During my 25 years of hosting a talk show on WDOD, we discussed thousands of topics. I always enjoyed hearing from listeners on what was happening on both the local and national level but the nostalgic programs were the most popular. We would talk about one’s first car, corner drug stores, barber shops, hardware stores, grocery stores, pets, and sports; you name it, and the topic would come up.
I think listeners enjoyed sharing memories about their favorite restaurants the most. They would mention the Mount Vernon, George’s Hamburgers, the Read House Green Room, Ranch House, Black Angus Steak House, Home Plate and S & W cafeterias, The Rathskeller, Tick Tock, Bea's, Ricky’s,Terdon and a lot more but at the top of the list was the Town and Country on North Market Street.
Clyde Hawkins was Tivoli Theater-Memorial Auditorium manager for many years. He said the “Town and Country Restaurant was by far the favorite of entertainers who came to town.” Hawkins said he took promoter Lon Varnell and Liberace there once before the piano players' performance at the Memorial Auditorium. Liberace wanted to go back on a return visit.
My last day on the air at WDOD radio was Aug. 19, 2005. It started with a call from Bill Hall, owner of the popular eatery. We traced the restaurant’s entire history dating back to 1947.
He said his uncle Hugh Abercrombie, a businessman, got mad one day at the price he was paying for a hamburger downtown so he decided to open a place for lunch in North Chattanooga and called it Parkway Drive In. Hall said he didn’t know where his uncle got the name “Town and Country” but expanded to serving dinner two years later and changed the name.
Hall said most of his family was involved in the business including his dad. The younger Hall remembers getting his first job in 1963 as a dishwasher and he evolved with the business, eventually becoming the chief executive officer.
Hall shared some of his memories during our conversation. He said Fess Parker came in several times while filming the movie “A light in the Forest” on Williams Island. He remembers his mother bringing him into the restaurant and sitting in Mr. Parker’s lap. “He sang to me Born on a Mountain Top in Tennessee.” (The ballad of Davy Crockett)
On another occasion, Democratic Party Chairman Ward Crutchfield brought Roselyn Carter in on a Saturday night for dinner. Hall said it was at the beginning of her husband’s presidential campaign. Hall said Mrs. Carter told his dad, “I hope you will support us this year.” His father responded, “Support you for what?” Mrs. Carter said, "My husband is running for president of the United States." His dad said, “Why would he want to do a thing like that?” Hall said his dad was really embarrassed.
Chattanooga Funeral Home President Gene Pike and his wife Gail were regular customers. Mr. Pike said they had the best salad bar in Chattanooga and he enjoyed their homemade dressings especially the blue cheese. Mr. Pike remembers that the late Ben Landress met his wife Chris at the Town and Country when she worked as a server. Mr. Pike enjoyed listening to Jon Robere play the organ during the dinner hour. Mr. Pike said Robere would play “Let Me Call You Sweetheart” for anniversary couples.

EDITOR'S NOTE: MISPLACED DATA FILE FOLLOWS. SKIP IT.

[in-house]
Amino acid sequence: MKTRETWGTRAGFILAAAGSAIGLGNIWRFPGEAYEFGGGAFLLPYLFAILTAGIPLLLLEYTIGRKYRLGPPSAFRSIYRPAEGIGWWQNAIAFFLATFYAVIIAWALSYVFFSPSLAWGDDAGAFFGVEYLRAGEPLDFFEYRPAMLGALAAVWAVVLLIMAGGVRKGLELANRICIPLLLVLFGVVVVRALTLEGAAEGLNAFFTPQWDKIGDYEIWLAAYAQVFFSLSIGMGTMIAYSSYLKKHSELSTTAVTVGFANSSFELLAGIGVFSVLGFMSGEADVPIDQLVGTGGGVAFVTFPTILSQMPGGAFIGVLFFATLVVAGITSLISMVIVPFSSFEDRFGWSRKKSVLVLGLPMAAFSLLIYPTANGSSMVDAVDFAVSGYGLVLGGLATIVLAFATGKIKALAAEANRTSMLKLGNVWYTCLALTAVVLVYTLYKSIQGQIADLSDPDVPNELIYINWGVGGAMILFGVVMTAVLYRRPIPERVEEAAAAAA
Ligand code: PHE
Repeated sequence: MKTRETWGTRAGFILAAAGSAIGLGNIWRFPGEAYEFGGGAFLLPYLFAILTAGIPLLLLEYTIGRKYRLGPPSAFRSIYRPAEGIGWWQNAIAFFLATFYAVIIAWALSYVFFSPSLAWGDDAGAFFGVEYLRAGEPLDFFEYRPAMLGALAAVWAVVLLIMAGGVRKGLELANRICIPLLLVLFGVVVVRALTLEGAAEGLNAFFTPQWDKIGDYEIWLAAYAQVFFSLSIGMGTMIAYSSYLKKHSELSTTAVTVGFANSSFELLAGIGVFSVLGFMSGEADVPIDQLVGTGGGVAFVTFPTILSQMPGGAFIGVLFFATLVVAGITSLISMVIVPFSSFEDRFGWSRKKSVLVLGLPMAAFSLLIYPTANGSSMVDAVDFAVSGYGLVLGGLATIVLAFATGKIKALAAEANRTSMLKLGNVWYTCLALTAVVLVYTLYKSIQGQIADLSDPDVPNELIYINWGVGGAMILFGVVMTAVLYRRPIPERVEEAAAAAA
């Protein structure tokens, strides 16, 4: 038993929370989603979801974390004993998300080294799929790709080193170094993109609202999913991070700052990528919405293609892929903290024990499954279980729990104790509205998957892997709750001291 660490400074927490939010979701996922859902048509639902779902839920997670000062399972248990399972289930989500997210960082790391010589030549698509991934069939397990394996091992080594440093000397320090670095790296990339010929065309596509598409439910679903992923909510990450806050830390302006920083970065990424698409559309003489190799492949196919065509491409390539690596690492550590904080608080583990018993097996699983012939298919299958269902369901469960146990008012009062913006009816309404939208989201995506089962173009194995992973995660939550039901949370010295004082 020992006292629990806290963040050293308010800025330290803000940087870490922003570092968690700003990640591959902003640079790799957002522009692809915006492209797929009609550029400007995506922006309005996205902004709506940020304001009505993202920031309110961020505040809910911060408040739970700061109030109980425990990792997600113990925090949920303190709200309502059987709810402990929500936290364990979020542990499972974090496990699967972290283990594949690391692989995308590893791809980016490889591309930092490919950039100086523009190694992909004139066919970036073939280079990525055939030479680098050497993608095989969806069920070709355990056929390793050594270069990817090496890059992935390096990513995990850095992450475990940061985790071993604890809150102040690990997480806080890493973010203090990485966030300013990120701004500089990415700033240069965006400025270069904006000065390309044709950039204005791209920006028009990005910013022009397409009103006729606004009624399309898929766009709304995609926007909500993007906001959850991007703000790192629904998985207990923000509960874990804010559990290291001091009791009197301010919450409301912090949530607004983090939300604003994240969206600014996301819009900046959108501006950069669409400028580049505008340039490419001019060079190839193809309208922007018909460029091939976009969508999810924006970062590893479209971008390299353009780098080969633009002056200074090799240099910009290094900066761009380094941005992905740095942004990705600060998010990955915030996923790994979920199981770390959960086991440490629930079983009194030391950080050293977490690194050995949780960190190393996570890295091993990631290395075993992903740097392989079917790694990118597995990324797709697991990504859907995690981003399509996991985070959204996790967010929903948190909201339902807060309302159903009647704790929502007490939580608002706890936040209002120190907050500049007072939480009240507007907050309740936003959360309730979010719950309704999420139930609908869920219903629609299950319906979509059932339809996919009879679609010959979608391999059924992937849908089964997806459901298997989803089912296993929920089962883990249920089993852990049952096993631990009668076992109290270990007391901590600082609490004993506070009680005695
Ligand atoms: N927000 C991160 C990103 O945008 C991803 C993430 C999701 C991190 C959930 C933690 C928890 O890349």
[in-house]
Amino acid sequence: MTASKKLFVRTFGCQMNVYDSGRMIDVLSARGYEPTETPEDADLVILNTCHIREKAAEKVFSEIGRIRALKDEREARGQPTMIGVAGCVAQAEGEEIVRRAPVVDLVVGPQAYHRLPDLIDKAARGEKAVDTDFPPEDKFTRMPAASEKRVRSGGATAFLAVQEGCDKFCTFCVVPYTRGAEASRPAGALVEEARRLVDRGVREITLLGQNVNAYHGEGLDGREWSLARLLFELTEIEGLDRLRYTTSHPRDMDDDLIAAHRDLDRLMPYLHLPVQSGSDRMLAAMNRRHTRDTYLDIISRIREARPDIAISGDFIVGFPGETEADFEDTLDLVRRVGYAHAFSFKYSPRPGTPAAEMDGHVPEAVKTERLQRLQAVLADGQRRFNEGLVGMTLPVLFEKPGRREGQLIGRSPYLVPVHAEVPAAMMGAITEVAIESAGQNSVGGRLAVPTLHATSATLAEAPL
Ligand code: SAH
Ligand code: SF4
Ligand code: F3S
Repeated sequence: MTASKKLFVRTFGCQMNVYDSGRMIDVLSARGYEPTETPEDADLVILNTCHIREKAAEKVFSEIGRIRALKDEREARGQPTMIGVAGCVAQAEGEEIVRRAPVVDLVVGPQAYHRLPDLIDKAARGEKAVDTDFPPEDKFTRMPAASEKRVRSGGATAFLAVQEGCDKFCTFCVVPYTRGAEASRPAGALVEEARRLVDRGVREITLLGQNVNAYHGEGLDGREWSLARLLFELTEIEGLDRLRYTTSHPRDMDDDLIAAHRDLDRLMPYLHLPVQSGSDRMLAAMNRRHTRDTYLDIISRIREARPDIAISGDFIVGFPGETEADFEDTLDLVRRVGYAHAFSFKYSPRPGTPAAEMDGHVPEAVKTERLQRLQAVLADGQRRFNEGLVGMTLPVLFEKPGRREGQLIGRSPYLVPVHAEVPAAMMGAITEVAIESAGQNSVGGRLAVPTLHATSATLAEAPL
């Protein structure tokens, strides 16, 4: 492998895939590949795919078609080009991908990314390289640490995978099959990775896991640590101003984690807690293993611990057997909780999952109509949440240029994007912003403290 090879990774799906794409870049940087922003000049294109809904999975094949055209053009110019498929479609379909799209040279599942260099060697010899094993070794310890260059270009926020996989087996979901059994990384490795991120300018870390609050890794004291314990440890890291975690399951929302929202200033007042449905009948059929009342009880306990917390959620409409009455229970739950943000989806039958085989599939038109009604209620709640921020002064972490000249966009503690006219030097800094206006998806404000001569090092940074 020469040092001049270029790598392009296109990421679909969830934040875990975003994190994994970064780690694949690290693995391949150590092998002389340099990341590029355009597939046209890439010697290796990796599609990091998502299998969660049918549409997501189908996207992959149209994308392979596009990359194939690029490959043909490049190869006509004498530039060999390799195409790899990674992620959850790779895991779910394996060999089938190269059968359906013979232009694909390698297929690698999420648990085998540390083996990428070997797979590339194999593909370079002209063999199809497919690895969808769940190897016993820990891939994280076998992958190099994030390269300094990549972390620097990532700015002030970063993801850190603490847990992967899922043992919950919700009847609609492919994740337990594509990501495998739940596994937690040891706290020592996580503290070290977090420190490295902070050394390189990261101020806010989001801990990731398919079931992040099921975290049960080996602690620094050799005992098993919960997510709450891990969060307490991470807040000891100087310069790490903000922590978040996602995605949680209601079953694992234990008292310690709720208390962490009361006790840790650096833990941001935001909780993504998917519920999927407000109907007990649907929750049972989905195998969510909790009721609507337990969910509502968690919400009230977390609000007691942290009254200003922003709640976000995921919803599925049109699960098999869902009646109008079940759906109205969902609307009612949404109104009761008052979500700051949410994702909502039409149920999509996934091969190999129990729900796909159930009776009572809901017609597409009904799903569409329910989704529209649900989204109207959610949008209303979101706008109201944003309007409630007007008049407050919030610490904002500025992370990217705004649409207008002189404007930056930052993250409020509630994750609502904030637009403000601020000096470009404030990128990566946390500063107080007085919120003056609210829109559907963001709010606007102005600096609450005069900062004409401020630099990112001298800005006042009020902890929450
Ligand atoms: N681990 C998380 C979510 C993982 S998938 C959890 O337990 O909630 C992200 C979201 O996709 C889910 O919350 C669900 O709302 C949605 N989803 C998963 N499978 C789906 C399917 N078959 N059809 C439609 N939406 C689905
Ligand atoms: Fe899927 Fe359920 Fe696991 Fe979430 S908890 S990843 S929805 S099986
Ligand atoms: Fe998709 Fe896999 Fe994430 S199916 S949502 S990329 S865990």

Hall said Marvin True was the last one to play the organ, When Mr. True’s health started to fail in 1995 he was unable to keep up the lengthy tradition. Hall said he couldn’t find a replacement so they had to discontinue the popular dinner music.
Hall had nothing but praised for his employees. He said, “We had the best cooks, servers and hostesses in the South.”
Hall said, “We were one of the few restaurants anywhere with a salad bar, which began in 1972.” Hall said patrons also enjoyed the bottomless salad bowl with their homemade dressings, French, blue cheese and Thousand Island.
He said he didn’t know when the restaurant started serving cinnamon rolls with meals but they really cut into his dessert sales. They did without them from 1972 to 1983. Hall said all he heard during this time was “when are you going to bring back the sweet rolls and re-open on Sunday, so we did both.” Hall added, “Ms. Eva’s pecan pie was our most popular of the homemade desserts.”
All the steaks on the menu were very popular, but Hall said the hamburger steak with the au jus was at the top of the list.
He eventually printed a cookbook selling about 6,000.
Hall said during the 58 years there was one minor fire that caused them to close at lunch but most diners never knew it occurred. There were half a dozen robberies that scared employees. Hall said he never went through one, but the workers told him about them.
The Town and Country was known for its large sign on top of the roof. The public didn’t know what the electric bill was and the high maintenance costs for all the neon bulbs so operation was limited. Hall said the last time he turned it on was a few weeks before closing. At the time of this conversation, Hall was unsure who would get it.
Hall said, “The decision to close was one of the hardest I ever made, but it was going to cost several hundred thousand dollars to modernize so everyone involved agreed we were doing the right thing.“
Thousands of guests have many fond memories of the landmark restaurant. In the words of the late Mayor Pat Rose, “The Town and Country Restaurant can never be duplicated. Carolyn and I always looked forward to eating there.”
The Town and Country locked the doors for the final time in the summer of 2005 and over 400 items were auctioned off. The building was torn down and a Walgreens super store built on the property.
“It was a good run, I thank everyone, and hope Chattanooga enjoyed it but it’s time to do something different,” Bill Hall said.